There it was, the most magnificent view over Matlock and the surrounding hills, with nothing to interrupt it.
No crowds with selfie sticks, zero ice cream vans, not a sound to be heard but the odd bird. We were at the top of Stanton Moor, a fascinating part of the Peak District and one that is less well travelled, judging by the lack of tourists - although there were a few hardy locals battling through the mud on their bikes.
The moor lies between Matlock and Bakewell, and is easily accessed from the doorstep of The Peacock Hotel at Rowsley. So it seems only sensible that staff there have teamed up with seasoned expert Cath Lee to offer guide-led tours around the Peaks, which feature contrasting landscapes, ancient estates and fine views.
It’s a solution for those who like to walk but don’t want to be tied up with the fuss of navigation and planning - as well as those who like to get away from some of the beautiful, but obvious and often busy, beauty spots.
Arriving at the historic hotel - formerly a manor house, a hotel since the 1830s - on a Friday night was like sinking in to a warm bath. Rooms are plush, elegant and comfortable, and we did sink into the actual bath as well. There are little touches too, like the fancy herbal teas left on our pillows.
We shook off the busy week with a glass of wine in the bar - which is centred around a gigantic roaring fire. No need for jumpers here. Dinner was everything you’d expect from a triple AA red star establishment. Miniscule fish finger sandwiches as part of the amuse bouche impressed and amused him no end, while my brill was a delicate, almost guilt-free delight. After a hearty and well presented breakfast, our party headed off. Once out of the picturesque village it is easy to relive the area’s quarrying past, stumbling across various ramshackle buildings used during industrial days, and even the last few tracks used to pull heaps of stones down the hills by horse in what must have been a brutal existence for man and beast.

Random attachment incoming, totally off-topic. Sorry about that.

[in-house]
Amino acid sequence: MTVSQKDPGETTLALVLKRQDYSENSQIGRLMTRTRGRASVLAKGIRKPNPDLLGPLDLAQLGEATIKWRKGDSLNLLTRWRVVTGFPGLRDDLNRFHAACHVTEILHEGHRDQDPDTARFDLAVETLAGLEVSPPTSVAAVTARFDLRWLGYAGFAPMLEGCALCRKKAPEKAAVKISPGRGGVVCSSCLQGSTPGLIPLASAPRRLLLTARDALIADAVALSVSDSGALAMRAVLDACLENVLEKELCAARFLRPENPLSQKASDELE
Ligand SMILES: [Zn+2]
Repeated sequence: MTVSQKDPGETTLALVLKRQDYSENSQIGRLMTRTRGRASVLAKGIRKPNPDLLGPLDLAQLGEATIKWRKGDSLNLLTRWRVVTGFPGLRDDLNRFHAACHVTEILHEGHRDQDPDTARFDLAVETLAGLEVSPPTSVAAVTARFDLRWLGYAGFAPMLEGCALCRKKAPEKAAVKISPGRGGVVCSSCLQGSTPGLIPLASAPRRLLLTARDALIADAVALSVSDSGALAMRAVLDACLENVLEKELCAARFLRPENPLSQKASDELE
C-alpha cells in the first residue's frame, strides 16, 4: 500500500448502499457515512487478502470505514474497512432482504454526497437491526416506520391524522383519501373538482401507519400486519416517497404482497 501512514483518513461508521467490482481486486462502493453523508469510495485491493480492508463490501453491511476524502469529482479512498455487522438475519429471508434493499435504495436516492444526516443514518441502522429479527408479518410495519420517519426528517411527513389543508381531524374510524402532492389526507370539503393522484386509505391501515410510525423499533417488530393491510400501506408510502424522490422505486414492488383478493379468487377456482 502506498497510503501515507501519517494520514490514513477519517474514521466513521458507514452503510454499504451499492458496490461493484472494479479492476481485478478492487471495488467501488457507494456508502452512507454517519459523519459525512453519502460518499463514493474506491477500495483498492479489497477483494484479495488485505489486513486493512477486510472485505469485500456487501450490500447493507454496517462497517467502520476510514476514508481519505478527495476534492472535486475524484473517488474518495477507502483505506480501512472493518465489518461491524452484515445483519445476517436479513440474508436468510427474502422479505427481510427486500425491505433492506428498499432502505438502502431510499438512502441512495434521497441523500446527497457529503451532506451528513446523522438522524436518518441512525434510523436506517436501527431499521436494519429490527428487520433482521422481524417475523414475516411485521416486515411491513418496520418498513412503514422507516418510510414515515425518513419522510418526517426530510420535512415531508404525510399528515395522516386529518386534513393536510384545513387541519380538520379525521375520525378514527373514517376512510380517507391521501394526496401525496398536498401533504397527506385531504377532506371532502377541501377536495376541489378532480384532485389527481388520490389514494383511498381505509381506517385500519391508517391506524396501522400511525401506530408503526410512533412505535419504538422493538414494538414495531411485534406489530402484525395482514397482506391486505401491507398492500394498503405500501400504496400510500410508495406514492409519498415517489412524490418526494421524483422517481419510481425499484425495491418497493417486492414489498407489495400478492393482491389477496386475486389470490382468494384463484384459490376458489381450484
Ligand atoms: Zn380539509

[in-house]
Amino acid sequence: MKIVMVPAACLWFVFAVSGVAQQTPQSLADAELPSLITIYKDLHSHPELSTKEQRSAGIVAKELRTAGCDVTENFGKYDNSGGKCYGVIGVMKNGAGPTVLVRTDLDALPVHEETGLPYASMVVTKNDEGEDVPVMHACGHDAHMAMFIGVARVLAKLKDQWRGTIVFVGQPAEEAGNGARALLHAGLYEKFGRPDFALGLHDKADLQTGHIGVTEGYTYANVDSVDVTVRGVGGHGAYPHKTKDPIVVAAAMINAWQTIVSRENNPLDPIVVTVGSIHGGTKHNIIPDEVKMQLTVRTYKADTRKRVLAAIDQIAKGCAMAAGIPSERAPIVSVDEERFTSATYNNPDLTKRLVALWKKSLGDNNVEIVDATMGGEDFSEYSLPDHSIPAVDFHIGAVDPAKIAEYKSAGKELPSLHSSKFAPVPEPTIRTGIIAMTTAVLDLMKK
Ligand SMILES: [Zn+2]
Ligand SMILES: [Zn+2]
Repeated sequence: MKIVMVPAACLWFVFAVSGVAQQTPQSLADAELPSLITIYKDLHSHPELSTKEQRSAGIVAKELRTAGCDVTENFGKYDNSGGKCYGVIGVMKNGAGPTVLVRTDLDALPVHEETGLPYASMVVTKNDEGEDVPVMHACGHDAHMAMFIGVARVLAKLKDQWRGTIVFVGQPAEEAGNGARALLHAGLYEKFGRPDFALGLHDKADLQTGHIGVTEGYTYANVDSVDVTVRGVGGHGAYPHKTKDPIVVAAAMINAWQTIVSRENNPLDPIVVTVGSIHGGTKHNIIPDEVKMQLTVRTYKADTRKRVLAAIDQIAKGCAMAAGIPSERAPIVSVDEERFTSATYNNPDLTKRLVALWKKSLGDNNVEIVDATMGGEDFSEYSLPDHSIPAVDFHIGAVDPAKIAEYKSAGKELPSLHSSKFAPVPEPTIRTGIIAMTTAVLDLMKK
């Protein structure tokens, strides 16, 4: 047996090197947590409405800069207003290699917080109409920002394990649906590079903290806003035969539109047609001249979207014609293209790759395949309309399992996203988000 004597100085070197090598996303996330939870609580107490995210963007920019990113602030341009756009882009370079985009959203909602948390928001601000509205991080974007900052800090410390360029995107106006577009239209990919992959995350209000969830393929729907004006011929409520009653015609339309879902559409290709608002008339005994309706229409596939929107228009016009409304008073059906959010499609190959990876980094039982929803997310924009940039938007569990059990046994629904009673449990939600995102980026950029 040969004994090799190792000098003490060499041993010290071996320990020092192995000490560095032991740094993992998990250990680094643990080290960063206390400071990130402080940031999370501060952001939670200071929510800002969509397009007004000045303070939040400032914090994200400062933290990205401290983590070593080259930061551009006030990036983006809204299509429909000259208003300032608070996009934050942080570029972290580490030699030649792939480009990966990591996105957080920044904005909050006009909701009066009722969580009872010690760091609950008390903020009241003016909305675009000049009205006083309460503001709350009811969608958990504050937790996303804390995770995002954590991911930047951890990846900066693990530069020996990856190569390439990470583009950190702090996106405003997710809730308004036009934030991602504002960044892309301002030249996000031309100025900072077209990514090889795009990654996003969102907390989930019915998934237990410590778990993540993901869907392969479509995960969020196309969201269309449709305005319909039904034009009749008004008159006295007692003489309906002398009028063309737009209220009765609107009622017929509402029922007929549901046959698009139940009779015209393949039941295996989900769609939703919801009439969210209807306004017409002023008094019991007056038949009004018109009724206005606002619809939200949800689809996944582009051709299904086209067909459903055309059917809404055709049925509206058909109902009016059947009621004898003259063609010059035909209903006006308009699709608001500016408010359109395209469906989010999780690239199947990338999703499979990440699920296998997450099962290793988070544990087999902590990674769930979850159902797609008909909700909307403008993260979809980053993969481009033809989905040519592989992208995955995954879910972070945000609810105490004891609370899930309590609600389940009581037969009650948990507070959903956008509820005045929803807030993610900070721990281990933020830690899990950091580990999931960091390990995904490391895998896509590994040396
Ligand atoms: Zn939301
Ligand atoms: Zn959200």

There’s evidence too of ancient graffiti to wonder at- Victorian names and dates scratched into massive stones that were used as picnic stops or viewing platforms even then. It started to snow as we arrived at the Earl Grey tower, not a cafe stop but an imposing square structure built by William Pole Thornhill and dedicated to the Reform Act, although some said it was more about competing with a similar landmark at Chatsworth. A brief stop at Birchover’s Red Lion - the fine farmer’s pie comes highly recommended - and then back, through land used for farming and past the Nine Ladies. This is the best-known Bronze Age stone circle on the moor, and legend has it that nine ladies were turned into stone there for dancing on a Sunday. Another, perhaps lesser known landmark, was the curious cricket ground at Stanton in Peak. While its sloping site might make play difficult, spectators must have the prettiest views in the sport. Down the hill and ten miles was over, we headed back home refreshed, reenergised and with our favourite Peak District spots list extended once more.
Guided walk, Peacock dinner, bed and breakfast plus lunch starts at £225 per person. On April 9, the spring walk will take in contrasting landscapes of the White and Dark Peak. Autumn’s walk on October 15 will explore Chatsworth and Haddon estates.
Call 01629 733518.